Data Mining Explained And Illustrated: 8 Business Use Cases

Nas Mouti, PhD
By Nas Mouti, PhD
LAST UPDATED 7 months, 3 weeks ago

Intro

Data mining is the collection of techniques used to make sense of data in general by gleaning patterns, relationships, and associations between various quantities. With the recent boom in AI, data mining has become a must for any company with data. Data mining can be an abstract concept for the non-expert, no matter how many technical or theoretical definitions they are given. I intend to overcome this obstacle in this article by listing eight clear business cases where data mining is used to give a good sense of the power of mining to the non-expert.
Data mining and AI are massively improving how business is conducted
Data mining and AI are massively improving how business is conducted

1 – Financial fraud detection

Data mining algorithms such as neural networks can be trained to recognize what constitutes user normal activity, and flag outliers as suspicious. This is commonly referred to as anomaly detection. If you've ever been on a trip and got a message saying your credit card has been suspended until you call your bank, your activity has been flagged by an algorithm for abnormal behavior (in this case, transactions far away from your residence).

2 - Consumer retention

Several algorithms are used in marketing to ensure customers are satisfied and keep coming back. Machine learning offers novel ways to calculate customer churn, lifetime value, as well as market segmentation. Algorithms can spot when a customer is at a high risk of stopping their interaction with the business and suggest incentives for them to come back.

3 – Ecommerce upselling and cross-selling

By now, everyone is familiar with recommendations engines such as Amazon's "frequently bought together" feature, or Netflix's and Spotify's recommended media. These use data mining algorithms to analyze past consumer behavior and make suggestions based on their findings. These algorithms can easily have other applications, such as a financial advisor's stock recommendations, a doctor's treatment suggestions or a resort's suggestions for people with a certain profile.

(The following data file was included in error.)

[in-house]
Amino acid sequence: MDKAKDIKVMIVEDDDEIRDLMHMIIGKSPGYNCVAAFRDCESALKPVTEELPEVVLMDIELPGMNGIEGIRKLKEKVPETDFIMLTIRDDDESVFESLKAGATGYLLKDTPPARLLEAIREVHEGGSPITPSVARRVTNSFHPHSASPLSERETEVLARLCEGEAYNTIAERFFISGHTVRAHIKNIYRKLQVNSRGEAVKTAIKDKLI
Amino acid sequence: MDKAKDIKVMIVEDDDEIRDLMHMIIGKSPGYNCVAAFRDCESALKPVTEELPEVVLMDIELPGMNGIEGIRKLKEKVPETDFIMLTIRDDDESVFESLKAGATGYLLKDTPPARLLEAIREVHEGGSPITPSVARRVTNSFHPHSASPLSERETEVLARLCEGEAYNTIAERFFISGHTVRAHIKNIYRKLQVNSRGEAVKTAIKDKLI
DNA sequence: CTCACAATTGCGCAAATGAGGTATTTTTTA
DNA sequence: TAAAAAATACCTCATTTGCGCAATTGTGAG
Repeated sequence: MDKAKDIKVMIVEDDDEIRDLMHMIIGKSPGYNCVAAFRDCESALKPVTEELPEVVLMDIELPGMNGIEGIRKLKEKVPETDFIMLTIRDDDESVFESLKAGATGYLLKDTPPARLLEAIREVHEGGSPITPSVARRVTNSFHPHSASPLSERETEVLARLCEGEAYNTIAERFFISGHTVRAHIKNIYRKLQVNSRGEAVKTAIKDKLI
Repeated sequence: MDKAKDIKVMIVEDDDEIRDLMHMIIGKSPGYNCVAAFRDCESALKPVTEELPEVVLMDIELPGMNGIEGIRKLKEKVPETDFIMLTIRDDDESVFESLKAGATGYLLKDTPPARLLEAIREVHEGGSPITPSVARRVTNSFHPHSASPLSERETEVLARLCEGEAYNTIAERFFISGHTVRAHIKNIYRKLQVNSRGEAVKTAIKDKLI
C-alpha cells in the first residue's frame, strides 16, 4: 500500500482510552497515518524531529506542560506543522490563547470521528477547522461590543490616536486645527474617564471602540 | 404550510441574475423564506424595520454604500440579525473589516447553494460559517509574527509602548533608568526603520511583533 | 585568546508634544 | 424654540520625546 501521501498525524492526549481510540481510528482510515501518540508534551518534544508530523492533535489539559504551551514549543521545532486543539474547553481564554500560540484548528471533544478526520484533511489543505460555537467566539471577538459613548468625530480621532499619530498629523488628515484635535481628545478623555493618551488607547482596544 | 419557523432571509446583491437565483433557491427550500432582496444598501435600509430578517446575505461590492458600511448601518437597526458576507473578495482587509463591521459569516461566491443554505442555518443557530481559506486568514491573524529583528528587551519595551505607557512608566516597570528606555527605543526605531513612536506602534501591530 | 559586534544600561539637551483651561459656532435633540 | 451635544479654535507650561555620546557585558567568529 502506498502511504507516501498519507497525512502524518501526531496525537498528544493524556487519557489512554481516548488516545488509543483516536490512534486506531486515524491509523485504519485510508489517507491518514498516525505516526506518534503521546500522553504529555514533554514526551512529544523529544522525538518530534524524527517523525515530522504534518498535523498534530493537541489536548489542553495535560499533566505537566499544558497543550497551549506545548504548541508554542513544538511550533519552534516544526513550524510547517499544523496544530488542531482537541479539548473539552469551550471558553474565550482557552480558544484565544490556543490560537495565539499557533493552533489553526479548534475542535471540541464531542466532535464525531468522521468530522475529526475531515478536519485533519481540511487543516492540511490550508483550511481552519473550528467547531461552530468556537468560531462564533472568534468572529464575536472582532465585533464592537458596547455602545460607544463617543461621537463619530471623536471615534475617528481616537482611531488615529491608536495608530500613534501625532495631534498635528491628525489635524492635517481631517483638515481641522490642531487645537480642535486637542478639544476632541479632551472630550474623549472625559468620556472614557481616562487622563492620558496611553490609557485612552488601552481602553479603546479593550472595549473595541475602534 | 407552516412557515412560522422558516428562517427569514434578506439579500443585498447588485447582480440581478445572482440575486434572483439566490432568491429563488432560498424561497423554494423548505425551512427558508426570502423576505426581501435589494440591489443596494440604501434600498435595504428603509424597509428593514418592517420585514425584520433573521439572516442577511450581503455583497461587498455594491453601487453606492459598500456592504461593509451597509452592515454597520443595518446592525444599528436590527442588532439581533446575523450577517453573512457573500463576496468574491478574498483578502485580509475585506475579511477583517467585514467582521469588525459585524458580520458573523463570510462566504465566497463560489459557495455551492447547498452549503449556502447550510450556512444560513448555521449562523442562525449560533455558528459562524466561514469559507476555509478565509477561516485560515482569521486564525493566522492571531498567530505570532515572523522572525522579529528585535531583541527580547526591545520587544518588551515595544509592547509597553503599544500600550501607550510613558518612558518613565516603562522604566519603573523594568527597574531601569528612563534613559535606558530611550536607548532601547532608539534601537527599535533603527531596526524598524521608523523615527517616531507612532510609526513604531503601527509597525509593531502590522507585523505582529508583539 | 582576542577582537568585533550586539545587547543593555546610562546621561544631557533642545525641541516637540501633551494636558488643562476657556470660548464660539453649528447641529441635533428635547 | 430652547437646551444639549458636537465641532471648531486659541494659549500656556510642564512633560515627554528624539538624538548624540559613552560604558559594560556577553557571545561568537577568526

4 – Credit approval

Banks use data mining to calculate the chance that an applicant will default on their loan repayments. Based on that risk, they can approve or reject the application, as well as determine an interest rate on repayment.

5 – Grocery stores

The loyalty card's sole benefit to grocery stores is to track customer shopping habits and optimize their layout and offers according to them. A famous case is that of Target, who used customer shopping patterns to determine if they were expecting a baby, and was able to detect pregnancies and send diaper and baby supply coupons, sometimes before the people knew it themselves.

6 – Forecasting patient numbers in hospitals

One of the hardest metrics for a hospital to predict is emergency visits. They rely on many factors, including weather conditions and holidays. Data mining models can be trained to produce the most accurate predictions according to historical data. Limitations include unique events with few precedents, such as natural disasters and pandemic outbreaks. Both types of those events are very individual in their characteristics and rare in occurrence. Models cannot learn patterns from absent data.

7- Chatbots and virtual assistants

Data mining for text, also known as Natural Language Processing (NLP) has been advancing by leaps and bounds in the past few years, it already allows algorithms to extract powerful features from text such as sentiment. It also allows for the generation of original text. NLP advances have made chatbots and virtual assistants smarter than ever before, and it's not hard to imagine a future where virtual assistants are ubiquitous.

8 – Insurance quoting

When you apply online for insurance, the information you enter is processed by machine learning algorithms who have been trained by mining data from previous users, to determine your risk of filing a claim as well as the amount of the claim. That information is then used to determine your policy cost and an offer is made to you.

Conclusion

Data mining is already ubiquitous in our everyday life and has become synonymous in many applications with artificial intelligence or machine learning (though technically it is not the same despite a large overlap). We will only see more of it in the future, and it will soon become a necessary tool for every business to be competitive. Does your business use data mining? If not, it may be missing out on some great competitive edge.